July 1935

Ihad a compliment the other day. In part, it read, "and your own pet secrets are an amazing lot of magical ideas and principles that are simply knockouts. In addition, you seem to have the knack of securing original and unusual stuff from your contributors - this being due to careful selection of material on your part, I am sure. You just don't accept any old thing because somebody else thinks it good." I liked that. One needs a pepper-upper occasionally and it can't be said that I don't try to make the sheet worth a quarter. This issue completes the second subscription period with thanks to many. I could use more magical effects however. My profession is more or less one of a thought-reader. My hobby is card tricks. Such effects may predominate because of my leaning. It will be made worthwhile to anyone sending me varied material however, as I want to please everyone even though I am aware of the fact that such a thing Is iim-iossible.

Mistakes insist upon creeping in and the Summer Extra contained a regrettable one. On page 45 appeared 'A Principle In Disguise' by Harry Vosburgh of Sayre, Pennsylvania. This ought to have been Jack Vosburgh instead and all the more so because Jack is the originator of some awfully cute and clever moves and ideas. More will be heard of him and after talking him into letting me use one of his subtle ideas I had to mess up the works in a moment of thoughtlessness. There is nothing more important than having one's name right when it begins to mean something.

Arthur Pelsman rang my telephone bell while he and Mrs. Felsman stopped to lunch In the metropolis of Waverly. Arthur has the only traveling magic shop in existence and can contact localities where a store of magic is only heard about. I understood him to say they were at Charley's Kitchen and lost a lot of time before I found them at Sally's Pantryl I wasn't peeved because I fell, but because I was afraid I might miss him.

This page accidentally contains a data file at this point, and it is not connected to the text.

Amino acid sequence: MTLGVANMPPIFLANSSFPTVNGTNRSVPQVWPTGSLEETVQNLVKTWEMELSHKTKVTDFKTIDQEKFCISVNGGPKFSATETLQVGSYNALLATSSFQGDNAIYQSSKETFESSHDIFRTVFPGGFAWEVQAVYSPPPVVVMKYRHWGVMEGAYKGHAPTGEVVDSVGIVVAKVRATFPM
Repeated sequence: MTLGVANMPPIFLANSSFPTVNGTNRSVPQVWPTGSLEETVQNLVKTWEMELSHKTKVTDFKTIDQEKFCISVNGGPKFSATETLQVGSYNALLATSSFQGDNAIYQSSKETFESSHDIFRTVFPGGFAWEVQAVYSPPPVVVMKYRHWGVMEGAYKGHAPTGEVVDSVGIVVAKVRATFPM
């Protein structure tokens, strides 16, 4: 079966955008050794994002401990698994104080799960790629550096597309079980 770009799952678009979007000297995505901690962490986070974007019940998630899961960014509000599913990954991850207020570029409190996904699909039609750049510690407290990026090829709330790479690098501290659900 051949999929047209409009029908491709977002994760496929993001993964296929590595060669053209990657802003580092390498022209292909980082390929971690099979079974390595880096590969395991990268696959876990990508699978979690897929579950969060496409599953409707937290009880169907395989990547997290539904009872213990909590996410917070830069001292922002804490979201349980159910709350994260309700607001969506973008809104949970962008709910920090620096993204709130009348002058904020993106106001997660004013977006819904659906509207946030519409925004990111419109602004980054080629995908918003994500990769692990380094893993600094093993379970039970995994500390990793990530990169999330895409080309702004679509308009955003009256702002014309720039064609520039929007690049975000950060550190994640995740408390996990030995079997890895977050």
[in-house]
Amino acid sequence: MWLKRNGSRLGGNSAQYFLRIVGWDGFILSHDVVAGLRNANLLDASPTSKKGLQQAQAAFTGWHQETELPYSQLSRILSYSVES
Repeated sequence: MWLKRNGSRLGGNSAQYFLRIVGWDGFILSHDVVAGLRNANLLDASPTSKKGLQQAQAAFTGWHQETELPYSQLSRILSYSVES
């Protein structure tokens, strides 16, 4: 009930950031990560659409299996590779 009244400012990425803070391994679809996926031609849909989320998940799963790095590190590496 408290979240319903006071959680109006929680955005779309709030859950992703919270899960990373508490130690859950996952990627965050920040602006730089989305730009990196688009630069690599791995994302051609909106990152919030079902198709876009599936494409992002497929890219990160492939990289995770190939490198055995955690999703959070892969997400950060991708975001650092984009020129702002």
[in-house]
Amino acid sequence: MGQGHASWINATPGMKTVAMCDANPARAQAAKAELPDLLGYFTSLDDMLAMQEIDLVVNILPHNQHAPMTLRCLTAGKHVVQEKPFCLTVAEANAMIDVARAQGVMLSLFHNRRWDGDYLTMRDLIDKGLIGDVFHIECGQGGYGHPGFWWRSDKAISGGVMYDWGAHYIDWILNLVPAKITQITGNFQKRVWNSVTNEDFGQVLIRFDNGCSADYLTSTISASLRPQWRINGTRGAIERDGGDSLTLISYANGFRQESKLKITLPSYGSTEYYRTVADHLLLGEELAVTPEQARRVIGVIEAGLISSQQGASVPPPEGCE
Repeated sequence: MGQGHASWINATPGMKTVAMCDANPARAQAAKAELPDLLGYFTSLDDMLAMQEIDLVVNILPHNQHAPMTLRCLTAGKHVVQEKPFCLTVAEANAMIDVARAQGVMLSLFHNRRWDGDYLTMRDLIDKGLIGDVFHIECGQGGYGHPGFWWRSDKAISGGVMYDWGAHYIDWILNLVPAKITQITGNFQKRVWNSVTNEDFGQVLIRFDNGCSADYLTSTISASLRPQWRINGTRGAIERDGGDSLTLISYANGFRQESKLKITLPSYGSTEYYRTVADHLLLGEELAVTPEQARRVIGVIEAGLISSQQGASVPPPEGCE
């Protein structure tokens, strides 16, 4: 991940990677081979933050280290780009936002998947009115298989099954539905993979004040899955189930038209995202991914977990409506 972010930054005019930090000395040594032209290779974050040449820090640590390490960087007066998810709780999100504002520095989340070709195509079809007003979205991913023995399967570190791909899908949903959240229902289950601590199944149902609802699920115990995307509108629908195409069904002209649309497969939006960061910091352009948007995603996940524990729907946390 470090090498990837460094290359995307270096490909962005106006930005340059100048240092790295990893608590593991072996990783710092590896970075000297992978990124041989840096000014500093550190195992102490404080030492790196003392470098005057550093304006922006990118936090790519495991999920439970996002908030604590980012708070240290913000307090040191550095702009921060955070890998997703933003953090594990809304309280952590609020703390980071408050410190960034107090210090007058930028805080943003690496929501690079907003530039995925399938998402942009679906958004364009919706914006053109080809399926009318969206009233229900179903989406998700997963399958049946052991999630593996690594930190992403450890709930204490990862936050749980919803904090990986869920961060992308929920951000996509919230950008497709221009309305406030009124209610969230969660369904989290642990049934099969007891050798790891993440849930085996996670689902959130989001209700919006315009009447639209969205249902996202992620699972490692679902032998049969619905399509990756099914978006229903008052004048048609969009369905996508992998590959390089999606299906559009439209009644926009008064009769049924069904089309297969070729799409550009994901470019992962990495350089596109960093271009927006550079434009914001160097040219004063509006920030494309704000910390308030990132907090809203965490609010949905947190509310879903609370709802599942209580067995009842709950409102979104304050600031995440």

Why more performers haven't a snappy little routine of tricks for publicity and impromptu purposes is beyond me. It is hard to believe but many of the best professionals can do nothing impromptu and are lost when asked to 'do something.' I think I hnve remarked before that Harry Black-

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miDnUK, THE MYSTIC says, "The quickest way to rid yourself of a typical correspondence school magi is to suggest in an offhand manner that he must have lost some of his mail."

stone garners 90$ of his publicity through being able, at any time, to stand up and entertain for hours (no exaggeration) v/ith simple effects that take on brilliance because of the grandiloquent presentation and proximity of his audience. John Mulholland will admit (he could, at any rate) that the greater amount of his publicity is based upon personal contacts and the ability to deceive astute reporters and interviewers at close quarters on demand. There is little excuse for this lack of showmanship (it's exactly that) for there are any number of possible routines based on a single principle which can be learned with little effort. I must say here that I fully realise the attitude of more than one professional. When the art of magic changes from a hobby to a profession It pails a great deal in the interest of the conjuror. After a set routine has been laboriously figured and tested out for stage use, the performer rests and waits acclaim. Such acclaim comes only through the publicity channels of the theatre and is stereotyped as such. The special stories, human interest stories and column squibs are built from contacts. If a reporter meets a magician, he invariably says, 'Do something.' If the magi does not break down he is either labeled a 'trap-door trickster' or an 'unsociable cuss' and one way or the other the performer is the loser, both in a friend and publicity. Learn a routine of five or six tricks. Learn two or three routines if possible (it Is). At the moment I can think of Hugh Johnston's Modern Card Miracles - a complete dissertation on a stacked deck; Burling Hulls Electra routine; George Newmann's manuscript on stripper deck effects; Louis Nikola's system of mnemonics; and last, but far from least, Adrian Smith's It's In The Bag brochure, a routine of card effects with a paper sack over your head. Your time won't be wasted by any means.

Using a magical table worker or legerdemaniac as part of the floor show is still considered good business by night spot managers. Dave Allison has been for over ten weeks at the Lexington Hotel in New York and Silver Grill vs. Tap Room patrons is now a continuous affair. The controversy, of course, rages about whether or not the hand is really quicker than the eye. To date the only accepted winner is Dave Allison himself.

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